CNES Alumni around the World

800 graduate degrees in 30 academic and professional fields, including 75 degrees in Islamic Studies

CNES Alumni around the World

The breadth and depth of UCLA’s impact on the field of Middle East and Islamic Studies is most clearly demonstrated in the cumulative contributions of its alumni. Since the Center for Near Eastern Studies was established in 1957 by the renowned Orientalist scholar Gustav E. von Grunebaum, some 800 individuals have received graduate degrees in 30 academic and professional fields, including 75 degrees in Islamic Studies. The following individuals exemplify the dedication, hard work and creativity of our graduates.

Humanitarian and Government Service

Farshad Rastegar (Education, 1991) is President and CEO of Relief International–Schools Online. After completing his dissertation on education and revolutionary political mobilization among Afghan refugee students in Pakistan, he founded RI with a focus on assisting refugees and victims of disaster through innovative empowerment strategies. He has personally worked in active conflict areas including Afghanistan, Azerbaijan, Bosnia, Chechnya, Kosovo and Tajikistan. Today RI-SOL works in 39 countries. Paul Barker (Islamic Studies, 1979) has been involved in humanitarian relief and infrastructure development for nearly a quarter-century. He is Country Director of the CARE mission in Afghanistan, having previously served with CARE programs in Ethiopia, the West Bank and Gaza, and Egypt.

Brad Hanson (Islamic Studies, 1981) is a seasoned Foreign Service professional whose overseas experience spans more than thirty years. He began his career as a Peace Corps Volunteer in Iran. In addition to Persian, he speaks some Arabic, Pashto, Russian and Uzbek. Over the past two decades he has served in the US State Department in a variety of capacities, including Deputy Chief of Mission at the US embassies in Afghanistan and Yemen and Deputy Director of the Office of Northern Gulf Affairs (Iran and Iraq) in the Bureau of Near East Affairs. He is currently taking part in the Senior Seminar, an interagency leadership and management training program at the Foreign Service Institute in Washington, DC, and is scheduled to join the US embassy in Uzbekistan in 2005 as Deputy Chief of Mission. Patricia Kabra (History, 1994) is Public Affairs Officer at the US Embassy in Doha. Catherine Elizabeth Sweet (Political Science, 2001) is an Economics Officer at the US Embassy in Kuwait.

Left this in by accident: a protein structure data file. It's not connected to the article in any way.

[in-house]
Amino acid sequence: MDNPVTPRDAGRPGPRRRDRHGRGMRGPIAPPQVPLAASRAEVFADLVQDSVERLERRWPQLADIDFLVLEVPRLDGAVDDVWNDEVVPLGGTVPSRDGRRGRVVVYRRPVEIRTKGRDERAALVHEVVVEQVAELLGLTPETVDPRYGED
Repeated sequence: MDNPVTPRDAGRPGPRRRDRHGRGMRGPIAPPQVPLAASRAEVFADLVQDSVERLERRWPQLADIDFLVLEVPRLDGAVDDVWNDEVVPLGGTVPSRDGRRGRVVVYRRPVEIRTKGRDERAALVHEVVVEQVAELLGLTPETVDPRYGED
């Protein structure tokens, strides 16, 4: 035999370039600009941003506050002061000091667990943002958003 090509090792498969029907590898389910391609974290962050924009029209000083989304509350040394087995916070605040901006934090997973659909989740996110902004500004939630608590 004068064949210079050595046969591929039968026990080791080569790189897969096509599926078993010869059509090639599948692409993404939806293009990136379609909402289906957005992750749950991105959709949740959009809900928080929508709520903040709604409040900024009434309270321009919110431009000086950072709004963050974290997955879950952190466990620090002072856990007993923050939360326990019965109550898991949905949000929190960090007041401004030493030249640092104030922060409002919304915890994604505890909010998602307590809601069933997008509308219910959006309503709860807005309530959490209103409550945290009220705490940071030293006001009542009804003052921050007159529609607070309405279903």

Itamar Rabinovich (History, 1971) is President of Tel Aviv University where he previously directed the Dayan Center and also served as Dean of Humanities and Rector. He was Israel’s Ambassador to the United States and under the Rabin government he headed Israel’s negotiations with Syria. Hisham Nazer (Political Science, 1958) was Saudi Arabia’s Minister of Planning and Minister of Petroleum. He is Chairman of the Nazer Group and the author of Power of the Third Kind: The Western Attempt to Colonize the Global Village.

Banking, Commerce and Finance

Mustapha Nabli (Economics, 1974) is Chief Economist and Director of Social and Economic Development for the Middle East and North Africa sector at the World Bank. Before joining the Bank, Nabli served as Tunisia’s Minister of Economic Development and Minister of Planning and Regional Development, and also chaired the Tunis Stock Exchange. Paul Jabber (Political Science, 1974) served as Vice President of Bankers Trust and Chairman of the Middle East Department of the Council on Foreign Relations. He is the Founder and President of Globicom, Inc. Adnan Mazarei, Jr. (Economics, 1995) is affiliated with the International Monetary Fund. Mashhour Mourad (Islamic Studies, 1999) is Head of Capital, Liquidity and Corporate Finance in the Office of the Chief Financial Officer of the National Commercial Bank in Jeddah, Saudi Arabia.